The Shoulder


an introduction

The shoulder is one of the most amazing, efficient, and mobile joints in the body. It allows you to throw a ball, scratch your back, pick up your baby, pick up great weight or a little weight, or reach down to tie your shoe. Injury to the shoulder can cause disability, pain and loss of motion.

Shoulder injury can happen to anyone, young or old, active or inactive, athletic or not. There is no single cause of injury. You can injure your shoulder by a single injury or by repetitive injury; by lifting incorrectly or by throwing incorrectly; by a single fall on the shoulder driving it upward or by working overhead repetitively.

Common early symptoms may include pain, stiffness, loss of motion, and/or loss of strength. There can be any combination of symptoms. Pain can radiate into the neck or down the arm though usually not below the elbow. Some pain in the shoulder can actually originate from a neck problem, ruptured disk or nerve irritation; call referred pain.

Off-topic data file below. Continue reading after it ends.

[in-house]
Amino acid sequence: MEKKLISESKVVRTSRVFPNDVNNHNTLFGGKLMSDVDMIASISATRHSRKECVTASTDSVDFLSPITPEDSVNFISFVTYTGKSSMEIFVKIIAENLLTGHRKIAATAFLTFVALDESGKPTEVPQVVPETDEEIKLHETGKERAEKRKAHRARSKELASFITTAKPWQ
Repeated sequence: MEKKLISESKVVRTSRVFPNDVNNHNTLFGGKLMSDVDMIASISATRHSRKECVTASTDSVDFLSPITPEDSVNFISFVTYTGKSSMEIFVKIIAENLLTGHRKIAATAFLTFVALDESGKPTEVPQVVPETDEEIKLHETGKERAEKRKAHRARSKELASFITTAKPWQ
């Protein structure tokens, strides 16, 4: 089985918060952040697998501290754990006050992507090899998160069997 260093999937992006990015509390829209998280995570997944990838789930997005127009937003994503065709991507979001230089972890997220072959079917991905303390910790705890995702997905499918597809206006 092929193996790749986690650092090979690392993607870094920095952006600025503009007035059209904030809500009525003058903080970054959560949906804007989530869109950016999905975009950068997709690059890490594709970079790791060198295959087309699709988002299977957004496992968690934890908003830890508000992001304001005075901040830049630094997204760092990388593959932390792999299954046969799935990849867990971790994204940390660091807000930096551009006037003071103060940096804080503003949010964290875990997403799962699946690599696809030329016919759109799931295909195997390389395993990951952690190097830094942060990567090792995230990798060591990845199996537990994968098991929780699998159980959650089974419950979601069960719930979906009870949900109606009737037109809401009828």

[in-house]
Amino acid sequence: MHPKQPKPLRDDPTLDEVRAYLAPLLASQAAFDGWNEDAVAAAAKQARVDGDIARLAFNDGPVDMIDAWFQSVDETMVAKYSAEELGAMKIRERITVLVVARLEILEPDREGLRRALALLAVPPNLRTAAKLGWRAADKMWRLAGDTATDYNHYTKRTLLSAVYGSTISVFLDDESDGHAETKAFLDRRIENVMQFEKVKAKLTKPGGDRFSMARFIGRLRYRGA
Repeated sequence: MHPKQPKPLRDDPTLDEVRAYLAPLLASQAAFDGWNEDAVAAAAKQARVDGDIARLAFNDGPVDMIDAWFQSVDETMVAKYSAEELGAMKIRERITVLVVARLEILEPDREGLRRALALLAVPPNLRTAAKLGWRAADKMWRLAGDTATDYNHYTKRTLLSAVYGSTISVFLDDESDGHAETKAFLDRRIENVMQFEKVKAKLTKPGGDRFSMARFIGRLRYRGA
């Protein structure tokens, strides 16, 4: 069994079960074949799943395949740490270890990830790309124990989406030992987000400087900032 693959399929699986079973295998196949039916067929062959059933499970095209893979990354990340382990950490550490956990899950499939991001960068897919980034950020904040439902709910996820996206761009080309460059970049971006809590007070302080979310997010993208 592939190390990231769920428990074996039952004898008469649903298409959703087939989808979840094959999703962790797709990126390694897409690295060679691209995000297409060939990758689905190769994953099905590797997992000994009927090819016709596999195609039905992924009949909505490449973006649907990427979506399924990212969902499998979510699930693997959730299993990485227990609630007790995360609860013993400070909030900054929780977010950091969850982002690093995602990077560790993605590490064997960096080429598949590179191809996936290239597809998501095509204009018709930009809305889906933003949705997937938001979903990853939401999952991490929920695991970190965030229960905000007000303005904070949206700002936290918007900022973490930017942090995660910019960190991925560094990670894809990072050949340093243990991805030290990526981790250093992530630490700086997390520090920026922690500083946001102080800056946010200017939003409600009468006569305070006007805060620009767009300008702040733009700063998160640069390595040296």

A good history and physical exam is needed to make a diagnosis. Point tenderness, objective loss of motion both active and passive as well as history of the onset of symptoms and treatment to date all are needed to help with the diagnosis. In many cases, diagnostic tests such as x-rays and an MRI with or without an injection of contrast into your shoulder may be required. Other less often used tests are Ultrasound and CT scan.

Many shoulder problems are treated initially by conservative treatments; steroidal or non-steroidal anti-inflammatories and physical therapy; occasionally injections directly into the shoulder. If these measures fail, then your surgeon may consider an arthroscope.

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